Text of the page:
In what appears to have been a preview of his statement at the EU summit, Bulgarian President Rumen Radev told journalists in Brussels on Tuesday (25 May) that the EU’s climate policy comported “dangers” for low-income countries like his.
Speaking to Bulgarian journalists just before joining the leaders’ discussion on climate, Radev said that in the absence of further measures than those envisaged, the rich EU countries would only become richer, and the poorer – only poorer.
Bulgaria is represented at the 24-25 May summit by its President, as the country is run by a caretaker cabinet pending early elections on 11 July. In economic terms, Bulgaria is the poorest EU member.
The EU summit took no new decisions on climate change, apart from inviting the European Commission to swiftly put forward its legislative package together with an in-depth examination of the environmental, economic and social impacts at national level.
Radev said that Bulgaria supported the EU climate policy, but added that this policy came at a cost which was beyond Bulgaria’s means.
Radev said that Bulgaria would soon have to give up its coal power generation, because its cost, under the EU policy, would become too expensive.
This is not the first time Bulgaria has asked for EU help in the phase-out of its coal power generation. However, Radev’s tone is tougher than before.
Radev said that if the EU really wanted to achieve its climate goals, support for Bulgaria should be much more substantive than currently envisaged. If not, he said that the social costs would be too burdensome, and that gap in the country’s energy mix would open which would be impossible to bridge.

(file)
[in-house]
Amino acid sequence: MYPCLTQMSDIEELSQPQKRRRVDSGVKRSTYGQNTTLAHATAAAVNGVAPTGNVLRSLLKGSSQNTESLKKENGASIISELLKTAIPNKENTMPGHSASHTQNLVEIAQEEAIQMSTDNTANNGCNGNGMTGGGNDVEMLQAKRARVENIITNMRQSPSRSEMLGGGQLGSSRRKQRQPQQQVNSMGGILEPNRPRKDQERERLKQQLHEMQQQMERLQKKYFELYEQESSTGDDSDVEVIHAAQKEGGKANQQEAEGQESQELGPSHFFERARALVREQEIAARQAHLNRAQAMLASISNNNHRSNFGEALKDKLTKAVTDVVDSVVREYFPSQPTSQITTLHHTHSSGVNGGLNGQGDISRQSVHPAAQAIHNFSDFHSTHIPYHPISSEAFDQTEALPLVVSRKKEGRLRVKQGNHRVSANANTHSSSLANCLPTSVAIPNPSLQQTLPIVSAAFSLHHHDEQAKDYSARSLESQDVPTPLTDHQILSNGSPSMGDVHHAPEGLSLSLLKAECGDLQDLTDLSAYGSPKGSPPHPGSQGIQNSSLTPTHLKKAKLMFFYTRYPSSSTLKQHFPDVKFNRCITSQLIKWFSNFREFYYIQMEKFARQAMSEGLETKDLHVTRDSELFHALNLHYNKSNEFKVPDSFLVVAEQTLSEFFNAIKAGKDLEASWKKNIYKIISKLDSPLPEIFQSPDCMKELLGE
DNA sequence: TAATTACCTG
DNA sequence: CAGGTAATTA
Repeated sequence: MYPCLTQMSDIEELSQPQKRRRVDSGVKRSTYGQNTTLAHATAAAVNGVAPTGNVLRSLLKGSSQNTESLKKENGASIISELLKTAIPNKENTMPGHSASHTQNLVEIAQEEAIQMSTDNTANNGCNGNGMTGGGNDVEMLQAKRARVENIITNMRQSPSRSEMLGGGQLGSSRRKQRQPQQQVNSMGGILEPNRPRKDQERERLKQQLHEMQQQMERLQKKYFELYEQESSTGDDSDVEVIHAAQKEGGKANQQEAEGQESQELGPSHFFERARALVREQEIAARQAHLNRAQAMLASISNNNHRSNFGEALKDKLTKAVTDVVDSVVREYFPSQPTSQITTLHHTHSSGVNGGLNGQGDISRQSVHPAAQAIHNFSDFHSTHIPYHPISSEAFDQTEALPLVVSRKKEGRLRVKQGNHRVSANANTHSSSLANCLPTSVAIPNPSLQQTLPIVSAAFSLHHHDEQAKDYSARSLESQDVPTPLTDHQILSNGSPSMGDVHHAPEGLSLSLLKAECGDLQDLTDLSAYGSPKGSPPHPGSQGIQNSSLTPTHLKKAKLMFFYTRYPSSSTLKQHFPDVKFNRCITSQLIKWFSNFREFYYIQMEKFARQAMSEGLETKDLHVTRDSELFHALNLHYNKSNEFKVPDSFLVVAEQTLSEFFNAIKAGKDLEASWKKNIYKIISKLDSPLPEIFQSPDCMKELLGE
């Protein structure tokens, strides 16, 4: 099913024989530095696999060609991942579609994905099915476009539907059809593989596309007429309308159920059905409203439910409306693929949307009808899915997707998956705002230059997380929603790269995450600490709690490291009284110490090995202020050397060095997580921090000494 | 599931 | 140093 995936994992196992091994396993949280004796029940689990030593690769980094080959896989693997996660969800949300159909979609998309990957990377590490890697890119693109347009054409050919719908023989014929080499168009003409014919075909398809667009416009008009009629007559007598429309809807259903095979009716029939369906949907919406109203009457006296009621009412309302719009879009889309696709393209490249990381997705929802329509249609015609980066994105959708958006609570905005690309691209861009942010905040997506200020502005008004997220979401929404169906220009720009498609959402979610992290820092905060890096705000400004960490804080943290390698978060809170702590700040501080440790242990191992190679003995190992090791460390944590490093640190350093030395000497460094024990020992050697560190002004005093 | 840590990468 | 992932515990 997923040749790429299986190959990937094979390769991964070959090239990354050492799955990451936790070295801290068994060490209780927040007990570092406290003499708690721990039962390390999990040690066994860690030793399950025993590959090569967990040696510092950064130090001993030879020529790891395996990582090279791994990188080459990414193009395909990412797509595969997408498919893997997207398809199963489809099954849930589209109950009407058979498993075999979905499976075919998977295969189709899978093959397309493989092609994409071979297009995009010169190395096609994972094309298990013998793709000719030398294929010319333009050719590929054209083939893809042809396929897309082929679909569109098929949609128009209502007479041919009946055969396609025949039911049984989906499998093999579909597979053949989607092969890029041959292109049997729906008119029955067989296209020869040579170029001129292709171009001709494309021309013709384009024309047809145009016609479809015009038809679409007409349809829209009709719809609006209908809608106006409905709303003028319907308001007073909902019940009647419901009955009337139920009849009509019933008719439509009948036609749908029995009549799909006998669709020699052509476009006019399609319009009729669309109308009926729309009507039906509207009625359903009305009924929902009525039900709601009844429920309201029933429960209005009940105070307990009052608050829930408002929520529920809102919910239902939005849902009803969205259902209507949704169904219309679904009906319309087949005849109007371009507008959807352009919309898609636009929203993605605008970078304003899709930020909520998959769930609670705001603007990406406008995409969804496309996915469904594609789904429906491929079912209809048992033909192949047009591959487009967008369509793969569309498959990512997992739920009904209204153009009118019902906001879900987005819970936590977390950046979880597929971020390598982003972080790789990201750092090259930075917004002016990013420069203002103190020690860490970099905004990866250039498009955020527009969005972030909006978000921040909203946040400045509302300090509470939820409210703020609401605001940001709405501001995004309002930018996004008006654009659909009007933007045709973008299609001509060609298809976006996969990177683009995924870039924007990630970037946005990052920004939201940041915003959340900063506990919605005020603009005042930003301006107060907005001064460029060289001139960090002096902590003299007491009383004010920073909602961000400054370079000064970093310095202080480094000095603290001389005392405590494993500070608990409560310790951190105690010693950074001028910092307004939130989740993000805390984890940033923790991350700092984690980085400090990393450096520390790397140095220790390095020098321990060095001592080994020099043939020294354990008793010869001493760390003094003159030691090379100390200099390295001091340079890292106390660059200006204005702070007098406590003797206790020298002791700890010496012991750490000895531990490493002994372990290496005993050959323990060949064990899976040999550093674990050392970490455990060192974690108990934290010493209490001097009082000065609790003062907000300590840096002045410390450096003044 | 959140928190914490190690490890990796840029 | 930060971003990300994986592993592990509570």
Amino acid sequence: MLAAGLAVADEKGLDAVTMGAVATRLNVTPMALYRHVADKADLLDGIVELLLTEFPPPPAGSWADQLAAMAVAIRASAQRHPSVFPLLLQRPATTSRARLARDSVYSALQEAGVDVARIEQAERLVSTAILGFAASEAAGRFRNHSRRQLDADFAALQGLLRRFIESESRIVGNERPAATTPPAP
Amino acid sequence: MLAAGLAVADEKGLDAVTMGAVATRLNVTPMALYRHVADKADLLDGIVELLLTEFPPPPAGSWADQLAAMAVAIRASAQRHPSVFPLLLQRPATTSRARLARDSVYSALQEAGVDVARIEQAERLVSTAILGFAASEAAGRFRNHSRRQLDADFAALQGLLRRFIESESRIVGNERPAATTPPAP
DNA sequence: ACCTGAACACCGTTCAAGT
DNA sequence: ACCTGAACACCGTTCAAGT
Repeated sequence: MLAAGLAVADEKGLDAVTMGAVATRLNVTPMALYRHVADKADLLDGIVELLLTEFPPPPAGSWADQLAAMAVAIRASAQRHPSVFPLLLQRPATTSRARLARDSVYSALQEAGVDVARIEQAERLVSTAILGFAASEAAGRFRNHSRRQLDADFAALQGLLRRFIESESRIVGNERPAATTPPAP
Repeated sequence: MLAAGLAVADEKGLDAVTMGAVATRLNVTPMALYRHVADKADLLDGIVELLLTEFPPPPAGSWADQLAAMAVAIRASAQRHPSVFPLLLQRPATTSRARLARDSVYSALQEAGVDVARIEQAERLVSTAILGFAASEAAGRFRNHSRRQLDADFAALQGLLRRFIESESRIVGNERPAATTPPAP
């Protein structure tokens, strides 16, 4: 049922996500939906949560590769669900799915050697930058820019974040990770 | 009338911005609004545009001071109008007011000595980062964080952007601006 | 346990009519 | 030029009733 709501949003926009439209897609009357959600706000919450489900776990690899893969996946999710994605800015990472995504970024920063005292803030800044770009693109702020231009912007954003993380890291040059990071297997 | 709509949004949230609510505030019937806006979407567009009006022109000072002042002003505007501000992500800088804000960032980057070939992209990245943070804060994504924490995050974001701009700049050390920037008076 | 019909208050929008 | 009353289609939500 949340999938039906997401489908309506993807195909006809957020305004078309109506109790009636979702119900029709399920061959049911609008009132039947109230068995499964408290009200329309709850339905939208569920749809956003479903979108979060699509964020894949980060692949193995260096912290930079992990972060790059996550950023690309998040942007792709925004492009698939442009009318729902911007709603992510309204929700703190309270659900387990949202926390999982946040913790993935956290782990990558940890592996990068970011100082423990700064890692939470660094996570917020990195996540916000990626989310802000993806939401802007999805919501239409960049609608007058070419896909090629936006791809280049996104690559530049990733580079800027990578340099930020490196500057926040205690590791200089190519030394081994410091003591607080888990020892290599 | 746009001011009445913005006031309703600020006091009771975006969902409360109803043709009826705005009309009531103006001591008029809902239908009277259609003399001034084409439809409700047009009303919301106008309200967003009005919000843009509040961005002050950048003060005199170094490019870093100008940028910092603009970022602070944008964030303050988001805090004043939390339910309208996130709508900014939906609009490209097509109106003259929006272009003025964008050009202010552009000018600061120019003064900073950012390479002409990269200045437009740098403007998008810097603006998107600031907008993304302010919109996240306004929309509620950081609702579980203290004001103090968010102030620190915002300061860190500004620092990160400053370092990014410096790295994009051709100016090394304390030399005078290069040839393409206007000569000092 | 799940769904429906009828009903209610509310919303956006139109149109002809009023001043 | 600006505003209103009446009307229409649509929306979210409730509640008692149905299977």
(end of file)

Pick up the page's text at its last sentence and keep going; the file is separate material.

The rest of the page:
Moreover, bridging the gap would amount to the Bulgaria losing its autonomy in power generation, Radev said. In his words, 50% of Bulgaria’s energy currently comes from coal, where Bulgaria has complete autonomy in terms of resources, technologies and manpower.
“If we lose this, we will also lose autonomy”, he said.
The Bulgarian President urged that the EU recovery plan for Bulgaria should include projects to substitute for the coal phase-out and guarantee the autonomy of the country’s power generation.
Asked about the Bulgarian Recovery Plan, the submission of which was delayed following inconclusive general elections on 4 April, which did not result in a government taking office and prompted a repeat poll on 11 July, Radev called for the blueprint be re-written.
Radev said that the Commission’s advice was to revamp the Recovery Plan, and that the caretaker cabinet, despite lacking the full prerogatives of a normal government, was working around the clock to put forward projects corresponding to the requirements and the spirit of the Green transition and the modernisation of the country.
He said he hoped that the next government would take on board the caretaker cabinet’s proposals.
“If it doesn’t – we will have to seek other solutions”, he said.
Polarisation and political deadlock in Bulgaria make it very difficult for a majority to emerge after the elections.
Radev, who is the arch-foe of the former prime minister Boyko Borissov, regretted the decisions taken on climate policy in December, when Bulgaria was represented by Borissov, and said he could only try to minimise the harm, by teaming up “with Poland, with other countries of the Visegrad Four, with Romania, with Italy”.
[Edited by Benjamin Fox]